Canoe Parts

Dive into the world of canoeing and discover the parts that make up an Esquif canoe.

written by Phoebe Jade (she/her)

Phoebe grew up paddling canoes on local lakes and waterways with her family throughout the Ottawa Valley (Ontario, Canada) and rural Quebec. She currently lives and works in Ottawa on the traditional unceded territory of the Algonquin Anishinabeg. A few years ago, her partner Evan introduced her to the exciting world of whitewater canoeing and river tripping - ever since then, she's been growing her love and knowledge of this space and finding her flow in the water and on the portage trails. She shares her journey and writes on all things canoe-related here on

I believe it was Aristotle who once said “The whole is greater than the sum of its parts”. When it comes to paddling down the perfect set of rapids - that much is certainly true. However, I’ve found that knowing the parts of your canoe can come in handy for things like performance and repairs on trips. Plus, it might help you to choose the right boat for you. 

In this article, I’ll break down the most common canoe parts and include some tips, tricks and resources. Don't worry, there won't be a pop quiz at the end 😉 And you can save this page to refer back to at a later date! 

Canoe Parts

canoe parts



The hull is the main body of the canoe, responsible for buoyancy, stability, and overall performance. For example, a prospecteur canoe’s hull's shape has a shallow arch and flared sides and is designed to improve manoeuvrability and prevent the canoe from taking on water when running rapids.

The Majority of Esquif canoes are constructed with T-Formex, a highly durable and abrasion-resistant material ideal for whitewater conditions. Plus, it comes in lots of different colours! Mango camo is my recent favourite colour.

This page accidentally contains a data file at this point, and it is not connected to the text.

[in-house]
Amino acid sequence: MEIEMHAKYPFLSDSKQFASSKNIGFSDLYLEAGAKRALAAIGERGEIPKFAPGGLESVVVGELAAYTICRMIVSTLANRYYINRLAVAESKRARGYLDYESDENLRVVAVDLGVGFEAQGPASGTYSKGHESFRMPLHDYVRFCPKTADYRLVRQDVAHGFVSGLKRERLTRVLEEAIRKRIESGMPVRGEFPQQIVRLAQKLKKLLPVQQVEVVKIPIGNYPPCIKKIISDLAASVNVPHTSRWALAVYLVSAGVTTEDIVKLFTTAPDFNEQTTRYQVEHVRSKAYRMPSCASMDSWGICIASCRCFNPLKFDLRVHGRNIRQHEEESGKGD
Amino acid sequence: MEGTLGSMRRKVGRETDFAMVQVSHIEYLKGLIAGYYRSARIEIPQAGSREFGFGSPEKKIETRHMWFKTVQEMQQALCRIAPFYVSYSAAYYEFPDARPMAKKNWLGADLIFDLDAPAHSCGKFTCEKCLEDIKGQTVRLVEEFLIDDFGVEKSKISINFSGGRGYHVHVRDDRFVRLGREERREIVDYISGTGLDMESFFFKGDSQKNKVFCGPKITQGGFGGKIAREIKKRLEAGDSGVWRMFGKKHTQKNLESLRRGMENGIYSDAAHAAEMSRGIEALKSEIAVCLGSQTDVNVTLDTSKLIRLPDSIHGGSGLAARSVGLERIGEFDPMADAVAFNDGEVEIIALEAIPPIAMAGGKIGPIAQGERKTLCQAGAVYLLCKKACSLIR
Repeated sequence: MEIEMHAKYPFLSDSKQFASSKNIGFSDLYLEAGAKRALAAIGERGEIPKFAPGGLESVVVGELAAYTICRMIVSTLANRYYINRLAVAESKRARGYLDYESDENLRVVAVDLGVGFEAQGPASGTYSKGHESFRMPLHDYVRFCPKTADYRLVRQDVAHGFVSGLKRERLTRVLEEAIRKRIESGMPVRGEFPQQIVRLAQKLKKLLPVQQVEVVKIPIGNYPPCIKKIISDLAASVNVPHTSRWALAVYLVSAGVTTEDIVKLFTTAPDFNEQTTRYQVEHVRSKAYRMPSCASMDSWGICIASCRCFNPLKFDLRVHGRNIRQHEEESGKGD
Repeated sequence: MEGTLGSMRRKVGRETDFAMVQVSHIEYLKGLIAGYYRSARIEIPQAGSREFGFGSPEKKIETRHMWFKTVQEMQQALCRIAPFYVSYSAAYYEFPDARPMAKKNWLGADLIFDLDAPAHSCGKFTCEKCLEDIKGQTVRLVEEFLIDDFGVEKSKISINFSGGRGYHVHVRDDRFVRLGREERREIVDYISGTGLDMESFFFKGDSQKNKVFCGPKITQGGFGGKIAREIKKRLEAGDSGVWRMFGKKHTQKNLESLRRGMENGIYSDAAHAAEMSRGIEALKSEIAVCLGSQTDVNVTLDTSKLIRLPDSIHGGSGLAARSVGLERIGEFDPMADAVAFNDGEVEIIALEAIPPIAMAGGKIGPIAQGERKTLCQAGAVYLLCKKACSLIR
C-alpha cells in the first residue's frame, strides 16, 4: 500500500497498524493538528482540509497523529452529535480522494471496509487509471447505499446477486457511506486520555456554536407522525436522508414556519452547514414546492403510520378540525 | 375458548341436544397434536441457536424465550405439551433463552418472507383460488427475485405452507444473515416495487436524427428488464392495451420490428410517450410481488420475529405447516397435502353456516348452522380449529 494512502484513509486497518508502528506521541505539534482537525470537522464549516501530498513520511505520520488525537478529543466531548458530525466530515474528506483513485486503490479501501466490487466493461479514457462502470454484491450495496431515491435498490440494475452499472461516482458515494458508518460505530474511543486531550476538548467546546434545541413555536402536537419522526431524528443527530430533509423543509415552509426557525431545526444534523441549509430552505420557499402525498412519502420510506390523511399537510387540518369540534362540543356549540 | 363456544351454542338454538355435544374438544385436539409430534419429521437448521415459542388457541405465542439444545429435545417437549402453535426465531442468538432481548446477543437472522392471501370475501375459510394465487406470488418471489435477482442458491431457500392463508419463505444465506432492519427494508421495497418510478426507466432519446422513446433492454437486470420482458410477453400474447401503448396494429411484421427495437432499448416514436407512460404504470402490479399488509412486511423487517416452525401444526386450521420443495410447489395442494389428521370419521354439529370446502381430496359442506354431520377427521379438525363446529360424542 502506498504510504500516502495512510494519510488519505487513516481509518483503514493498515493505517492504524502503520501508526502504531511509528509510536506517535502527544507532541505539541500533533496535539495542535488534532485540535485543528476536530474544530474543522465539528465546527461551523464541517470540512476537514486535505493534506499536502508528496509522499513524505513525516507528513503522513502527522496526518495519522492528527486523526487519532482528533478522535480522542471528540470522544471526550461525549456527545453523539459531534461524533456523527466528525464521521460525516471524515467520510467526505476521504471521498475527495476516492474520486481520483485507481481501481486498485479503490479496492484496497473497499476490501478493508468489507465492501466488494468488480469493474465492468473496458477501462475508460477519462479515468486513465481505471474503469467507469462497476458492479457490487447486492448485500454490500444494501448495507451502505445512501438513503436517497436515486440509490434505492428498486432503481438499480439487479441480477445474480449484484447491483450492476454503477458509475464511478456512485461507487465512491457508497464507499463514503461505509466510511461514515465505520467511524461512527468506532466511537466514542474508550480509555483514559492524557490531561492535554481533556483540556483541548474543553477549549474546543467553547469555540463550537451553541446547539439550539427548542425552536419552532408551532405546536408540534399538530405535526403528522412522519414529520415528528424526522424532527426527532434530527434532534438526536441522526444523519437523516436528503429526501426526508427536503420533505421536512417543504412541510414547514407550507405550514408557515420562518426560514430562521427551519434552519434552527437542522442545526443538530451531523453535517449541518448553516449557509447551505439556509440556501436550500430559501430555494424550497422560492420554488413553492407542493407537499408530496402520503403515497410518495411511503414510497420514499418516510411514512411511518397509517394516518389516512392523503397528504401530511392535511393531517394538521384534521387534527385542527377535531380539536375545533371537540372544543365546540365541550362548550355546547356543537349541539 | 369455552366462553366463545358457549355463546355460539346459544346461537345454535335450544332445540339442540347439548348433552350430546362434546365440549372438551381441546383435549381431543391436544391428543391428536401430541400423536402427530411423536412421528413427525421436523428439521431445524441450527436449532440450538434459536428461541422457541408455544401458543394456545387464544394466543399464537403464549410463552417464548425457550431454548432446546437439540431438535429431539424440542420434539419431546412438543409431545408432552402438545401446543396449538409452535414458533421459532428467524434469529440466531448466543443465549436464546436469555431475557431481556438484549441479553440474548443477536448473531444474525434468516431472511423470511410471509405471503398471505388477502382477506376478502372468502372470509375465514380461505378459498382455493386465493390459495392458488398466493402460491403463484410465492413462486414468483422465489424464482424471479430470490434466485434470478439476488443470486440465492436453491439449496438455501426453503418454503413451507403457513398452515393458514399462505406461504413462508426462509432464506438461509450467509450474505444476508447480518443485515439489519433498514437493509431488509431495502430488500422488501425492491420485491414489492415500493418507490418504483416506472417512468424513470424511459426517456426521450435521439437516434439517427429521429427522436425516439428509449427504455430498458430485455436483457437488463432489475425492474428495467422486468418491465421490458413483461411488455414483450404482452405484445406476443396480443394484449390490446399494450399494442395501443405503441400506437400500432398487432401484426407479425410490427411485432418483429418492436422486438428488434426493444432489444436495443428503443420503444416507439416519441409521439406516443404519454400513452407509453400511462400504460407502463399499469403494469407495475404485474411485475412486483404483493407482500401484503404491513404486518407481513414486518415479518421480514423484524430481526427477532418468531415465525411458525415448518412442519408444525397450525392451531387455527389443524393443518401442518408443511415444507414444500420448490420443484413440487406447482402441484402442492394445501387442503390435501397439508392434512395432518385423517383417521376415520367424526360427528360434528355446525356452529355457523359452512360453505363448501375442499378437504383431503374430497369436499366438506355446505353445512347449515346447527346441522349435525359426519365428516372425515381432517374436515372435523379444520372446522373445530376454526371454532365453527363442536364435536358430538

Bow and Stern:

The bow and stern are the front and rear ends of the canoe. You can remember this by thinking of someone taking a “bow” forward in the front. 🙇

Different canoe models have varying levels of “rocker”, meaning how much they curve upward from the canoe's centerline (the keel). The more rocker you have (a.k.a how much upward curve) the quicker you can turn. So for example, a sporty solo boat such as an Esquif L’Edge Super Lite has a lot of rocker and can turn on a dime, whereas an Esquif Prospecteur canoe has a more moderate rocker and therefore is still manoeuvrable but may be more stable. 

Tip: To protect your bow and stern from wear and tear you can install skid plates made out of a highly abrasion-resistant material called Kevlar. You can install this on a new boat, or after there is already lots of wear to bring your boat back to life. At we recommend you take the first layer off yourself. See the video here of our friends in the shop outfitting a boat!



The gunwales (pronounced "gunnels") are the top edges of the canoe's sides, providing structural support and a place to attach various components or outfitting. You may have seen someone do a “gunnel grab” before when trying to prevent going overboard into a rapid. 

Esquif canoes come with either plastic or wooden gunwales, depending on your preference. Both materials offer excellent strength however wooden gunwales provide a more traditional aesthetic, whereas plastic gunwales require less maintenance and are more durable. 

Tip: If you opt for wooden gunnels make sure to take good care of them by seasonally cleaning, sanding and oiling them. 


Thwarts and Yoke: